Management of trauma to the Head, Face, and Neck can present a difficult challenge to the first responder. Airway compromise in patients with facial trauma requires special considerations and techniques. In the neck, trauma to vital underlying structures such as the trachea and carotid arteries require early intervention in order to prevent serious complications. Proper management of trauma to the eyes can help prevent lifelong vision loss. These are some of the challenges we face as the ones first on the scene. Here we will cover many of these injuries including skull fractures, facial fractures, orbital fractures, penetrating neck trauma, and trauma to the larynx and trachea.


Your skeletal system consists of 206 bones and 360 joints that work together to allow for movements, support, and protection of underlying organs. Orthopedic injuries account for a great deal of trauma-related emergency department visits each year, and though not commonly life-threatening, without proper management can lead to disability. The first responder is charged with identifying injury patterns and mechanisms that may suggest underlying skeletal complications and working to prevent further injury or complications. An understanding of common mechanisms of injury as well as different injury types and complications will allow you to recognize patients who may need particular management and further evaluation and help you decide who should be seen quickly by more advanced providers to prevent lifelong disability.


Burns are some of the most challenging injuries you’ll be responding to. Not only does a burn transfer energy in ways other trauma doesn’t, but your patient’s response also can quickly take unexpected turns for the worst. Once past the initial stabilization, a long and painful road is ahead as long-term treatment commences. Frontline responders like you use skillful assessment and practiced techniques to prevent burns from becoming life-altering, or even life-ending.. We’ll learn how to apply these tools as we cover the ins and outs of burn trauma.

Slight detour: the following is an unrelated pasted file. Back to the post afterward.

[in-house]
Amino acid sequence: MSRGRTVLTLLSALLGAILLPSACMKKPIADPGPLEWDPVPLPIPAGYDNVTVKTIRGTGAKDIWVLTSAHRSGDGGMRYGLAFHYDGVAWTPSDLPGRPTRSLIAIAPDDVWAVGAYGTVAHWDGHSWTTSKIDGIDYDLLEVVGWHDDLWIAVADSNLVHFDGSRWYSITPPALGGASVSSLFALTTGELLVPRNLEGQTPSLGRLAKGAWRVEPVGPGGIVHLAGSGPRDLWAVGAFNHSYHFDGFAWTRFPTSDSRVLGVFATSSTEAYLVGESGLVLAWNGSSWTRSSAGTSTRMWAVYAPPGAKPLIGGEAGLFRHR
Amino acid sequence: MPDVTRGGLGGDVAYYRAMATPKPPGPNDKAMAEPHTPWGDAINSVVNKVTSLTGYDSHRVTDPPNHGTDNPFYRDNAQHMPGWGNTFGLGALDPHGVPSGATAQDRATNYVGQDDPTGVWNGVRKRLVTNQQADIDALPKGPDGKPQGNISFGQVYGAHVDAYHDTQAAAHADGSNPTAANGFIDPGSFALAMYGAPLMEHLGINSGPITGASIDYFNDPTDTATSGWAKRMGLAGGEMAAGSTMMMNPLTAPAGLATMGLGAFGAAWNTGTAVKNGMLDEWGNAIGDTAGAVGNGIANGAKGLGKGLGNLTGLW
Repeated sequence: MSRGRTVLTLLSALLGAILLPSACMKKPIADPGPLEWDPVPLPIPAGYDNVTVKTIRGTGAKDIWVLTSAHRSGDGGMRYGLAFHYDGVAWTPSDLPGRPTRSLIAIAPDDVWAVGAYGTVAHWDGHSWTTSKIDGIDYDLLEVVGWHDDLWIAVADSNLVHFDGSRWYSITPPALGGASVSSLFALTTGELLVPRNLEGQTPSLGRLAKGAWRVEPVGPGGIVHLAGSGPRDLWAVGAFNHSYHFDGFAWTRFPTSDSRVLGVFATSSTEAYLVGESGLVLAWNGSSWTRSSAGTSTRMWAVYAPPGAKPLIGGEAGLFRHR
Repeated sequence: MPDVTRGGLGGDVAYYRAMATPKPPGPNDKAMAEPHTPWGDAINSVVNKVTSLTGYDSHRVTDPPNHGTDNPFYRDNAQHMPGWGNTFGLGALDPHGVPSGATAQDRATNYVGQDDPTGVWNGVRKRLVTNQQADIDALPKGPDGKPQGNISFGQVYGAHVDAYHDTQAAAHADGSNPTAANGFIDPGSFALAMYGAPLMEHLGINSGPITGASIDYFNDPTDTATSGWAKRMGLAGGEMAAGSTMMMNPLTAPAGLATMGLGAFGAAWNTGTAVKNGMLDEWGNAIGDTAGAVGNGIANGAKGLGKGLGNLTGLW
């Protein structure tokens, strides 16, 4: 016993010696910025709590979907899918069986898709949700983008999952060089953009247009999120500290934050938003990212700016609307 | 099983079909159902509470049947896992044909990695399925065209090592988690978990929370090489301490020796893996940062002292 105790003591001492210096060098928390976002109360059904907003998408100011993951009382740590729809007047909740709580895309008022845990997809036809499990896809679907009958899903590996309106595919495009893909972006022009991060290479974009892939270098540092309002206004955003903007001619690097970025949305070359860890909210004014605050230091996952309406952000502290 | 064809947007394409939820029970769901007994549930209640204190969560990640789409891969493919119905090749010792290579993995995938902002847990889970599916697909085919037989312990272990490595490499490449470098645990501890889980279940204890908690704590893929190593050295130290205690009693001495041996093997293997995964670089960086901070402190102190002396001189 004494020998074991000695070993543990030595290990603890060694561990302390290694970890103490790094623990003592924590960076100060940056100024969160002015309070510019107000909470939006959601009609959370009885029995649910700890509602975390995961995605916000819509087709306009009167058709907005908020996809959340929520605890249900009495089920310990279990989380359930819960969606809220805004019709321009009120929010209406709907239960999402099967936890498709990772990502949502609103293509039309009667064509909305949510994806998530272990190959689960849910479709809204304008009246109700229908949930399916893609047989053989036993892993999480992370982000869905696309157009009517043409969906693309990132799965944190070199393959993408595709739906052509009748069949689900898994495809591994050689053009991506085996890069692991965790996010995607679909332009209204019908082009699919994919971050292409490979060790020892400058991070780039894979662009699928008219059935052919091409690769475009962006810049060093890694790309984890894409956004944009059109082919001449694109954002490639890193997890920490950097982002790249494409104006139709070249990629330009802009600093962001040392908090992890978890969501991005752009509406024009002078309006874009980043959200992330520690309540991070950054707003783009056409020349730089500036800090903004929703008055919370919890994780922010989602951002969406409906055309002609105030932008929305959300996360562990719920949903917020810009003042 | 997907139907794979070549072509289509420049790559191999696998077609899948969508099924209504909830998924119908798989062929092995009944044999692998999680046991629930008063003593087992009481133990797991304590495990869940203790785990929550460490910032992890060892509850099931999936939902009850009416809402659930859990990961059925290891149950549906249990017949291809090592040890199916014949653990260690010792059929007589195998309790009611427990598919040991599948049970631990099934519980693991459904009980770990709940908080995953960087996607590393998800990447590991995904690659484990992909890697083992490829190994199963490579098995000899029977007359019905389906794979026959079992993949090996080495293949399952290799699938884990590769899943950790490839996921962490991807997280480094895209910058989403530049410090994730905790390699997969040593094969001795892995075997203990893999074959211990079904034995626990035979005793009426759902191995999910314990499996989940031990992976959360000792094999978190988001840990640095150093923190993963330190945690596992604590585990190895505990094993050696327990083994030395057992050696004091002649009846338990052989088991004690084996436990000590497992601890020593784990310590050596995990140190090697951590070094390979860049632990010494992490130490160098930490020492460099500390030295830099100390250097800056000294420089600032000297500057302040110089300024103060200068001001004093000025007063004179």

Trauma to the body includes all forms of physical injury and what we are exposed to in our environment can predispose us to and even be the cause of significant bodily harm. In this lecture, we will discuss the most important environmental injuries and how to manage them including submersion injuries, temperature-related illness, bites and envenomation, and high altitude illness. Left untreated these injuries can quickly lead to the loss of life, however, proper identification and management can significantly decrease mortality from environmental trauma.


Understanding how to manage trauma to different organ systems is a critical component of prehospital care. In other lectures we’ve discussed the specific management of different body systems such as the chest and abdomen, however, trauma does not always affect only one body system. In fact, the majority of trauma will affect more than one major body system. Assessing the patient, starting with the ABCs and followed by a head-to-toe examination is critical to discovering how many body systems have suffered an injury and to help prioritize management of those injuries. When two or more systems are affected, such as the head and the chest, or the chest and the abdomen, a systematic approach is key to identifying and managing injuries appropriately. We call this multi-system trauma and here we will discuss how to systematically approach these patients to reduce their morbidity and mortality.